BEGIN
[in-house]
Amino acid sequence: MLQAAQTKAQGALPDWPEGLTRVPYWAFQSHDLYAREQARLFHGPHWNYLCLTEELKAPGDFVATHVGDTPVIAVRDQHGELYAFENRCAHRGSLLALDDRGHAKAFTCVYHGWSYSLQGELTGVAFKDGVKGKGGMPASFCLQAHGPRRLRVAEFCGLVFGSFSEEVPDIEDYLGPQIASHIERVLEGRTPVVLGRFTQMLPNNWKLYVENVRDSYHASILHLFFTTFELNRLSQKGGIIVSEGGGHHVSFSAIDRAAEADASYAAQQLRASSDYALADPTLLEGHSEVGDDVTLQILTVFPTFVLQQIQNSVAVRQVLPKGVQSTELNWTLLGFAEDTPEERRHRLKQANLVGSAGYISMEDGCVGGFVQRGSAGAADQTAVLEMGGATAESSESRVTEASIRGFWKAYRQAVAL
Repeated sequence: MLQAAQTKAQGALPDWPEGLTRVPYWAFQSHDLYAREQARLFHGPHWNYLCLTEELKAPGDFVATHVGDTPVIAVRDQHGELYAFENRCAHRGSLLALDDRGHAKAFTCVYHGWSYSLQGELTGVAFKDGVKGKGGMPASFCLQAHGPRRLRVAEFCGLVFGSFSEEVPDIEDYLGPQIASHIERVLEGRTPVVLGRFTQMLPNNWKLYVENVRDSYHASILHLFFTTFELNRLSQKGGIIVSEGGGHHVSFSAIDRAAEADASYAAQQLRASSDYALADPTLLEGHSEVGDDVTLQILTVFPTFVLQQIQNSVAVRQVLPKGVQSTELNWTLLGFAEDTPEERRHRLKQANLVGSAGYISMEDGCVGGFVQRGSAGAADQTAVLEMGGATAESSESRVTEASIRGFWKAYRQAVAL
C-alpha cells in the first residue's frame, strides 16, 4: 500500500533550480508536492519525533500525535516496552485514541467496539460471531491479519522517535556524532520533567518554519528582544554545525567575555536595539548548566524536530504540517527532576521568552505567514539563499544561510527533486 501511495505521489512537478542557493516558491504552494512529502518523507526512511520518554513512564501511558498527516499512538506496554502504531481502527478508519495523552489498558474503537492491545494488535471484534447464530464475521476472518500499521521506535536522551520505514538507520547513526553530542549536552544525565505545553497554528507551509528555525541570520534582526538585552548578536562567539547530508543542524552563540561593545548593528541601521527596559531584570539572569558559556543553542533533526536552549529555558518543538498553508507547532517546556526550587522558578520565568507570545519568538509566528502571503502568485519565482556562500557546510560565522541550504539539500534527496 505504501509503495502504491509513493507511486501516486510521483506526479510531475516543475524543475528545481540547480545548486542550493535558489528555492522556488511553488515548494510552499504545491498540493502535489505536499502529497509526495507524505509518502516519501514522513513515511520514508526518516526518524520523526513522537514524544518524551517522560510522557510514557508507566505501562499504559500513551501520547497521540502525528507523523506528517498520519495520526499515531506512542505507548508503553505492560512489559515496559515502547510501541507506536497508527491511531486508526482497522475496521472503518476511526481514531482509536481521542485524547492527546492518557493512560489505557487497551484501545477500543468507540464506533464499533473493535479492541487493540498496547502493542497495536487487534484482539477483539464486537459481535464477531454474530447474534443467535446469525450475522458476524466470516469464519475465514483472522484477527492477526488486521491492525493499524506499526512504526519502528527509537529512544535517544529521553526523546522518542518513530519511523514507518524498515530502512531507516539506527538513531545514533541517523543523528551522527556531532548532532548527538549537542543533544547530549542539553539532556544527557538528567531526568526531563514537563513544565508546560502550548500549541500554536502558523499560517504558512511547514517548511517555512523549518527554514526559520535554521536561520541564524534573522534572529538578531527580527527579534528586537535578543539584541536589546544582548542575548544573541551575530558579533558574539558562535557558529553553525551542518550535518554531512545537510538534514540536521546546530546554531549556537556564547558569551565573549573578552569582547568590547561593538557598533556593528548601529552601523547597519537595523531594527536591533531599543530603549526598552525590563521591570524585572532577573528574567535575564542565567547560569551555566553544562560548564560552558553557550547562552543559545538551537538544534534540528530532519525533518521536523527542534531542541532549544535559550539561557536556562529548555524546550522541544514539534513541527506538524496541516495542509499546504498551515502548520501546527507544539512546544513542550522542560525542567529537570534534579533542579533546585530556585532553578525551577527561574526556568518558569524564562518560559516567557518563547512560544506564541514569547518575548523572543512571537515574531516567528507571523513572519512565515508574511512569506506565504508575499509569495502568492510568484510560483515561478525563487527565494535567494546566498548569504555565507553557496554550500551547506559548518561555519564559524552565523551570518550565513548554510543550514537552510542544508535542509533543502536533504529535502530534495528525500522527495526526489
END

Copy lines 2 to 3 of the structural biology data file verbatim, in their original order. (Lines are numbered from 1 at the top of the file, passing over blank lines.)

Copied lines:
Amino acid sequence: MLQAAQTKAQGALPDWPEGLTRVPYWAFQSHDLYAREQARLFHGPHWNYLCLTEELKAPGDFVATHVGDTPVIAVRDQHGELYAFENRCAHRGSLLALDDRGHAKAFTCVYHGWSYSLQGELTGVAFKDGVKGKGGMPASFCLQAHGPRRLRVAEFCGLVFGSFSEEVPDIEDYLGPQIASHIERVLEGRTPVVLGRFTQMLPNNWKLYVENVRDSYHASILHLFFTTFELNRLSQKGGIIVSEGGGHHVSFSAIDRAAEADASYAAQQLRASSDYALADPTLLEGHSEVGDDVTLQILTVFPTFVLQQIQNSVAVRQVLPKGVQSTELNWTLLGFAEDTPEERRHRLKQANLVGSAGYISMEDGCVGGFVQRGSAGAADQTAVLEMGGATAESSESRVTEASIRGFWKAYRQAVAL
Repeated sequence: MLQAAQTKAQGALPDWPEGLTRVPYWAFQSHDLYAREQARLFHGPHWNYLCLTEELKAPGDFVATHVGDTPVIAVRDQHGELYAFENRCAHRGSLLALDDRGHAKAFTCVYHGWSYSLQGELTGVAFKDGVKGKGGMPASFCLQAHGPRRLRVAEFCGLVFGSFSEEVPDIEDYLGPQIASHIERVLEGRTPVVLGRFTQMLPNNWKLYVENVRDSYHASILHLFFTTFELNRLSQKGGIIVSEGGGHHVSFSAIDRAAEADASYAAQQLRASSDYALADPTLLEGHSEVGDDVTLQILTVFPTFVLQQIQNSVAVRQVLPKGVQSTELNWTLLGFAEDTPEERRHRLKQANLVGSAGYISMEDGCVGGFVQRGSAGAADQTAVLEMGGATAESSESRVTEASIRGFWKAYRQAVAL